How to Sew a Fitted Blouse: Part 2

designerssweetspot.com

31 Days of Sewing: Day 7

 

My first blouse is finally finished. I am not quite sure I would make another one with this Vogue pattern #8747.

This blouse pattern has it’s good points, I love the gathers at the bust line. The pattern is a custom fit using your bra cup size, and offers several different collar and sleeve choices. It does fit very nicely over the bust and didn’t require a lot of alterations.

I chose to make the shorter sleeve version with the mandarin collar.

designerssweetspot.com

My main problem is that I just don’t care for the curved facing at the neckline. Most blouse facings are on the straight grain and are therefore easy to sew, this one is curved and I just don’t care for it. It looks rather straight in the sketch on the envelope, but is quite curved on the finished blouse.

I don’t think it’s any more flattering than a straight neckline would be, and is therefore not worth the sewing hassle in my opinion. It was rather confusing to construct stretching and being on the bias, and I don’t think most sewers would consider this blouse an easy project because of it.

I do like the way the blouse fits through the body, flattering without being too tight.  Plus, the sleeves fit the upper arms nicely and aren’t too snug under the armhole.

I generally don’t have a lot of prints in my wardrobe, but I loved this teal and navy paisley the moment I saw it (from JoAnn Fabrics). I can see it complete with a pair of blue jeans and a long sweater.

This poly/rayon blend fabric didn’t seem to wrinkle when I washed it, so I am hoping this will be an easy care item.

Over all though, my one hour project took me days longer than it should have. I did have a few other distracting issues this week, you can read more about them here.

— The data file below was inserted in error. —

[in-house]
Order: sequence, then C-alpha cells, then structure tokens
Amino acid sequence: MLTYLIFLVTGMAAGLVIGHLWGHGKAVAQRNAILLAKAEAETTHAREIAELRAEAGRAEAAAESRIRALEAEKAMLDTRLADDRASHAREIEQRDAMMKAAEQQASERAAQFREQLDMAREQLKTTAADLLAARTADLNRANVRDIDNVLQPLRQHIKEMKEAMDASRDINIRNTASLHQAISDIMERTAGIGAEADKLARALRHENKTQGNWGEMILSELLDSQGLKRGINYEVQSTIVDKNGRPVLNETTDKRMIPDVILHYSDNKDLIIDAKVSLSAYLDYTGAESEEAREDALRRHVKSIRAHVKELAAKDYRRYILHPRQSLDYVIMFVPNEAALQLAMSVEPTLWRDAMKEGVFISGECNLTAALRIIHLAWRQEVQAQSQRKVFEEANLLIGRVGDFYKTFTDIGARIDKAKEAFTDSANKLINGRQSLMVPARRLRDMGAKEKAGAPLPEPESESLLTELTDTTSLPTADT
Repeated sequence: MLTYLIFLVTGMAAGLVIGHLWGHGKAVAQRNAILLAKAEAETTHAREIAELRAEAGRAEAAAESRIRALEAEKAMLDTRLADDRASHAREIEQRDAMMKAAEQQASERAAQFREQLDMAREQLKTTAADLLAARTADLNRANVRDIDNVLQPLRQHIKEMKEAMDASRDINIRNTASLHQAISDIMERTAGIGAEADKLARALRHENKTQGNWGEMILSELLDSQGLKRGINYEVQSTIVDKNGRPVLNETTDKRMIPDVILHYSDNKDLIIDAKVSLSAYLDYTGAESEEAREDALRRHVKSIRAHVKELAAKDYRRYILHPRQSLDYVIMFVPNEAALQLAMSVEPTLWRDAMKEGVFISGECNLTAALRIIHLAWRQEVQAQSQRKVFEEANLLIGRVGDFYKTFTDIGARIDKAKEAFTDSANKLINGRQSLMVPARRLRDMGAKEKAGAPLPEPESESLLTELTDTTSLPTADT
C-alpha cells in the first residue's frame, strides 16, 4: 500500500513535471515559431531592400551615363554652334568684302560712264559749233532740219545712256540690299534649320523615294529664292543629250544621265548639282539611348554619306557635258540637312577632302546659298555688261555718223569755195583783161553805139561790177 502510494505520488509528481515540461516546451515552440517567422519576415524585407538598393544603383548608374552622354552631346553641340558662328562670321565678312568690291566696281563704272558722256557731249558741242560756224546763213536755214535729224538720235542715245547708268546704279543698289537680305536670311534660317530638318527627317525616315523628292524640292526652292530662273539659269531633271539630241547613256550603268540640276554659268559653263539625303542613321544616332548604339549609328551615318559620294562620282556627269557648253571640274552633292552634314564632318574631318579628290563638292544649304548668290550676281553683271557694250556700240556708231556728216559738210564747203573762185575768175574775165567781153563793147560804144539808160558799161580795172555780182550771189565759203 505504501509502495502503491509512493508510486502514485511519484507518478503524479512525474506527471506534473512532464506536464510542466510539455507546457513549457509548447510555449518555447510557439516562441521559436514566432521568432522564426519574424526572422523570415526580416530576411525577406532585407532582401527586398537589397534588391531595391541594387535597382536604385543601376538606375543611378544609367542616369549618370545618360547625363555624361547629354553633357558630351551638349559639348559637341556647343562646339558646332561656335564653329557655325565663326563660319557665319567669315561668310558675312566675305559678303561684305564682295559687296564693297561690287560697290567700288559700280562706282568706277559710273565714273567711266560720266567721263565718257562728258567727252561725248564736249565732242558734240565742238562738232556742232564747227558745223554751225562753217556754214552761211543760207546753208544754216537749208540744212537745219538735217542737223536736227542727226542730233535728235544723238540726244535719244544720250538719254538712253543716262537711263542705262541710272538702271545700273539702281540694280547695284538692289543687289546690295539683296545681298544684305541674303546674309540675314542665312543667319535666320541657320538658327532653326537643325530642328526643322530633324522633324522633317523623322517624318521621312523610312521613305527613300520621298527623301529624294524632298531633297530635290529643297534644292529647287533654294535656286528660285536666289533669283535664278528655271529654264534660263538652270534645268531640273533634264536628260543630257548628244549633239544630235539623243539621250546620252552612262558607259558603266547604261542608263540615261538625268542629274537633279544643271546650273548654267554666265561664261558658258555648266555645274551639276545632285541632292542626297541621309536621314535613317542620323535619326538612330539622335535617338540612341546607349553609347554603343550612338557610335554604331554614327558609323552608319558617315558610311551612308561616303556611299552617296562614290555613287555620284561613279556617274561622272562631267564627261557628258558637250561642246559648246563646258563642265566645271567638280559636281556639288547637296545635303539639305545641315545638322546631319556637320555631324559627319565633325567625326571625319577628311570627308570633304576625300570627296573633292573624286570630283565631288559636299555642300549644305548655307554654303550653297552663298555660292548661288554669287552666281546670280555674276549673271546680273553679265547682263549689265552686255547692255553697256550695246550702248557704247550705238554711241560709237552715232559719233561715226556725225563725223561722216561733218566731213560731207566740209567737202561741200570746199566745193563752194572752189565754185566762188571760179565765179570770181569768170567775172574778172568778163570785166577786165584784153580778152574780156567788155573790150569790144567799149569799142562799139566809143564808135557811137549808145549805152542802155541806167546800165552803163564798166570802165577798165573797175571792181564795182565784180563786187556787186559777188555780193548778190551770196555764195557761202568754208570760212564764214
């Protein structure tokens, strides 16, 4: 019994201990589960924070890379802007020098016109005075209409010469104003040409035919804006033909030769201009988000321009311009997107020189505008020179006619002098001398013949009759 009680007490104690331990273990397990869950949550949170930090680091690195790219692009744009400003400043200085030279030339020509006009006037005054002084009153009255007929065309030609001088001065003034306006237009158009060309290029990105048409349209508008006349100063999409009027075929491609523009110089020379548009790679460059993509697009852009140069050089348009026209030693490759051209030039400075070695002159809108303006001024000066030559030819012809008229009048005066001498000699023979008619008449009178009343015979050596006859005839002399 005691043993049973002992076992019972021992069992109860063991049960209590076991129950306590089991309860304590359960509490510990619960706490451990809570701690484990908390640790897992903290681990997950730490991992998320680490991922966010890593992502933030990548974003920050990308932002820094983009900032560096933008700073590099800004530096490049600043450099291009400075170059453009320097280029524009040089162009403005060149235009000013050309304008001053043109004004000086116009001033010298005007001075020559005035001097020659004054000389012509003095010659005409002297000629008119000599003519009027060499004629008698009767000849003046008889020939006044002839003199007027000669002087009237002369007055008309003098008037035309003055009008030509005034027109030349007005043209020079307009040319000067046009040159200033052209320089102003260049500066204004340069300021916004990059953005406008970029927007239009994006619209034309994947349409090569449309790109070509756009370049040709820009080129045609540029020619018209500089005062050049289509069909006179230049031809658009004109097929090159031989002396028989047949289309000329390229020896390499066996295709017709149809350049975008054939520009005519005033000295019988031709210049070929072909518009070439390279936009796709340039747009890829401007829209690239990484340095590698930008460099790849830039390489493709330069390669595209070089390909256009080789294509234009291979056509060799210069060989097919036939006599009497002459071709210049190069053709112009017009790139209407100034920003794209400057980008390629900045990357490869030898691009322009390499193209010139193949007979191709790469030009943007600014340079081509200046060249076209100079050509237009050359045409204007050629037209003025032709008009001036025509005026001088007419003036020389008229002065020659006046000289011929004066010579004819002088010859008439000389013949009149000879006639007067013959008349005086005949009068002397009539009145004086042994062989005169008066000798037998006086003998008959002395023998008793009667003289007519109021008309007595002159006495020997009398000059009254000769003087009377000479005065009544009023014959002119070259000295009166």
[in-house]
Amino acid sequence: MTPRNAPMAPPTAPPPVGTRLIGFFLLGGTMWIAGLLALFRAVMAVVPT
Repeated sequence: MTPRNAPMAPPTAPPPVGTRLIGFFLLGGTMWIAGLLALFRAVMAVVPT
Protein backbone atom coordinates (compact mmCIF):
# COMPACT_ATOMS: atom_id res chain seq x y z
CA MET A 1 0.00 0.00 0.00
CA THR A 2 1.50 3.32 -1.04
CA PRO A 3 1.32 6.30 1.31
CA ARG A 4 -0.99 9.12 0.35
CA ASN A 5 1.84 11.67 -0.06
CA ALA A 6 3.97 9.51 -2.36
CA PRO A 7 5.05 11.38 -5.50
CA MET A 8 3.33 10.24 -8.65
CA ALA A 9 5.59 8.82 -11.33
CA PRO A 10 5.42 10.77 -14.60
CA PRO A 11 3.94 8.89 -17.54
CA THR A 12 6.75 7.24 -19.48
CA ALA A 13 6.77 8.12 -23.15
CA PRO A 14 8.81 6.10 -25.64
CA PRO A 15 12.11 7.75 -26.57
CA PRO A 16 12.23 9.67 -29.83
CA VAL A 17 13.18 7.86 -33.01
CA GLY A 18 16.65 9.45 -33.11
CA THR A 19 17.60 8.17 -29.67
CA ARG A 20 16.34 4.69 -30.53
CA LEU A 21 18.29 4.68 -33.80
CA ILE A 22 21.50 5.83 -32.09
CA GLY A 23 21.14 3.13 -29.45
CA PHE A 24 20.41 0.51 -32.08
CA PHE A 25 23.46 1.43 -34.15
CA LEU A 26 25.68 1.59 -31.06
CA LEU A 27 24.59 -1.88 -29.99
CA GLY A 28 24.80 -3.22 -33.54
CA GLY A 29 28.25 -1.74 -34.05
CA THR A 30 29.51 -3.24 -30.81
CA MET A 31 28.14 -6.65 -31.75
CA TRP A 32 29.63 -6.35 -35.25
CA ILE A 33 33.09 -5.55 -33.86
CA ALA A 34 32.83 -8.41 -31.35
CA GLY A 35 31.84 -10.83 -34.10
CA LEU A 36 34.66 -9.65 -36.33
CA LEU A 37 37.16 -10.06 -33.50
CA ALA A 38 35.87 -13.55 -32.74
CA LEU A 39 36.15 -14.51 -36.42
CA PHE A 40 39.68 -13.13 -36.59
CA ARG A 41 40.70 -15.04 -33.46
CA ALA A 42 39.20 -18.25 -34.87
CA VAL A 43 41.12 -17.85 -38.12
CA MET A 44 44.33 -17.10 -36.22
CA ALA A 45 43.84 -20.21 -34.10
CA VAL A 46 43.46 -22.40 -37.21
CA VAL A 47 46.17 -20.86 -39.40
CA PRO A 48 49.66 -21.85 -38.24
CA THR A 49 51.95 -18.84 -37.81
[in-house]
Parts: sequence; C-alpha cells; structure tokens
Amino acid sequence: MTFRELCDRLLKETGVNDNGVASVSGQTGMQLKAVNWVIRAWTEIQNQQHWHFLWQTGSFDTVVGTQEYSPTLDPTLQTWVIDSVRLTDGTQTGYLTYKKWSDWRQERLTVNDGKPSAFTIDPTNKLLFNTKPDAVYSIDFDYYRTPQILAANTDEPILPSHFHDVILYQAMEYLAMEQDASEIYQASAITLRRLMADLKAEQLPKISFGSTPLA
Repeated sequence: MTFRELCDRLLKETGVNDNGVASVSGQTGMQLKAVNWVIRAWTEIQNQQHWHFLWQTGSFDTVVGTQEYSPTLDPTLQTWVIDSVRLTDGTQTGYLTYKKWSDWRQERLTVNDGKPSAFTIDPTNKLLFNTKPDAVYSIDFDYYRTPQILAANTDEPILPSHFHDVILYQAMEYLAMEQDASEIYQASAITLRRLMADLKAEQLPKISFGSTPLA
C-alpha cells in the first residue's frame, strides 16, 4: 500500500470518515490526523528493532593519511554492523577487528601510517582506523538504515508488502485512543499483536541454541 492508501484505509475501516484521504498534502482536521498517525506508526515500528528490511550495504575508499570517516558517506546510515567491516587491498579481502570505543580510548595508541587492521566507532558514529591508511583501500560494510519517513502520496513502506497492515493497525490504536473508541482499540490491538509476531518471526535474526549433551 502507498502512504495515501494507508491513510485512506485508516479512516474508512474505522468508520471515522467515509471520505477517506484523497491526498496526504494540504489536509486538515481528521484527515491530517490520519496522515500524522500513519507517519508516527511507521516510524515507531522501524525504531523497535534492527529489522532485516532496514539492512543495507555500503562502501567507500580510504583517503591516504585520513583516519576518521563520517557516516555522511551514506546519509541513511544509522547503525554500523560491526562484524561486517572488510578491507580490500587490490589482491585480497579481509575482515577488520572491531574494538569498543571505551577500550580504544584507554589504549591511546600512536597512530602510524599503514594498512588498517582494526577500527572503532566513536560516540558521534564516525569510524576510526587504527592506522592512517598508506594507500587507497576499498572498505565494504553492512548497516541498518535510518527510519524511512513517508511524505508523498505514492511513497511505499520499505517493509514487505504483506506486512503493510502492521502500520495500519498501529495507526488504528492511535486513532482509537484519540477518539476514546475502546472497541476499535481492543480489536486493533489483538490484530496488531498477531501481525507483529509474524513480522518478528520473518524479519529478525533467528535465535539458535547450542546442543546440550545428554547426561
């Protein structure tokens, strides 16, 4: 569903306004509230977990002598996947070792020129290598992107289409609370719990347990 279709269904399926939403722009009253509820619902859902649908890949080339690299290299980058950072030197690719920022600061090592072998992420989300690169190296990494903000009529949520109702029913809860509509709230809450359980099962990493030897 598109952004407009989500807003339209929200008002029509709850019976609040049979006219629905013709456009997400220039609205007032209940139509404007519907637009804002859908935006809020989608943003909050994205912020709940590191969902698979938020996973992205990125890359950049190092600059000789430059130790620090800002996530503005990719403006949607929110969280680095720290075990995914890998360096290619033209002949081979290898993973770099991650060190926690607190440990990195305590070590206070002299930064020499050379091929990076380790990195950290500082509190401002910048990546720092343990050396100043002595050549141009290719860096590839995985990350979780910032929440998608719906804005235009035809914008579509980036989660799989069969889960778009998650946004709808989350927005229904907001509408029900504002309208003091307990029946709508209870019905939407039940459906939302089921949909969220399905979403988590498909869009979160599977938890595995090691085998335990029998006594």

I used most of the pattern directions on this project, however I did sew the facing to the seam allowances (called under stitching) before turning it right side out. It was then easy to topstitch over the under stitching, through all layers to keep it in place.

Time consuming, but effective.

I am putting this pattern aside for some simpler projects to finish out my series on blouses, not sure if I will come back to this one or not.

designerssweetspot.com

 

 

My organizational tip ( I do have them occasionally): I came across these little grey fabric totes at Aldi’s the other day. I picked up a few of them to use for organizing my project fabric, patterns, notions and supplies. Each project will have it’s own bin while I am working on it.

The bins work great to keep all those little pattern pieces in without having to cram them back into the envelope every time. I tend to reference them frequently as I work on the project. I also like having all the notions etc. visible in the bins so I can easily grab what I am looking for.

I think I will need to get a few more of them on my next trip to the fabric store.

Alternatively, I have used those little plastic zippered bags that come with purchased curtain panels and other household goods from the store. I used to throw them away, but they are handy for storing patterns and the like as well.

Looking forward to a relaxing day at home with the sewing machine tomorrow!

What are you sewing this week?

Sign me up!

Dss_invoice_logo

Subscribe to get our latest content by email.

Leave a Reply

Your email address will not be published. Required fields are marked *